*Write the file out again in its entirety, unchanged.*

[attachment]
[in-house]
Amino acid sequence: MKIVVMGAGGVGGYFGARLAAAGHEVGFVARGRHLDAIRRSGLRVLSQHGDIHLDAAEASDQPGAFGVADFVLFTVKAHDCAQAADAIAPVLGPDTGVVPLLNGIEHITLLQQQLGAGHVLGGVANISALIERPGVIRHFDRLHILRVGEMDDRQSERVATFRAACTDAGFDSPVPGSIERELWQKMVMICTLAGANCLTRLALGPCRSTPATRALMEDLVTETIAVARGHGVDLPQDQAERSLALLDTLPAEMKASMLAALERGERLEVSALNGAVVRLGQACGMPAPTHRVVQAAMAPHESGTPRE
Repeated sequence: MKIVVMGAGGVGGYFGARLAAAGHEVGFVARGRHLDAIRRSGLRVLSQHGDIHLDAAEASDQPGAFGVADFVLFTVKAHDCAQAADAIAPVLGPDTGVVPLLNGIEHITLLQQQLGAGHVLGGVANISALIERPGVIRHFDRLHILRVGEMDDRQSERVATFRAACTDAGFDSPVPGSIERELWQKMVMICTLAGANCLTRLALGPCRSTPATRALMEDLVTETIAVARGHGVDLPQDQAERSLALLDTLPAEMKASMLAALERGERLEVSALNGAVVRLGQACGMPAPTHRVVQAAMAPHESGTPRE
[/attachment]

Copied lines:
[in-house]
Amino acid sequence: MKIVVMGAGGVGGYFGARLAAAGHEVGFVARGRHLDAIRRSGLRVLSQHGDIHLDAAEASDQPGAFGVADFVLFTVKAHDCAQAADAIAPVLGPDTGVVPLLNGIEHITLLQQQLGAGHVLGGVANISALIERPGVIRHFDRLHILRVGEMDDRQSERVATFRAACTDAGFDSPVPGSIERELWQKMVMICTLAGANCLTRLALGPCRSTPATRALMEDLVTETIAVARGHGVDLPQDQAERSLALLDTLPAEMKASMLAALERGERLEVSALNGAVVRLGQACGMPAPTHRVVQAAMAPHESGTPRE
Repeated sequence: MKIVVMGAGGVGGYFGARLAAAGHEVGFVARGRHLDAIRRSGLRVLSQHGDIHLDAAEASDQPGAFGVADFVLFTVKAHDCAQAADAIAPVLGPDTGVVPLLNGIEHITLLQQQLGAGHVLGGVANISALIERPGVIRHFDRLHILRVGEMDDRQSERVATFRAACTDAGFDSPVPGSIERELWQKMVMICTLAGANCLTRLALGPCRSTPATRALMEDLVTETIAVARGHGVDLPQDQAERSLALLDTLPAEMKASMLAALERGERLEVSALNGAVVRLGQACGMPAPTHRVVQAAMAPHESGTPRE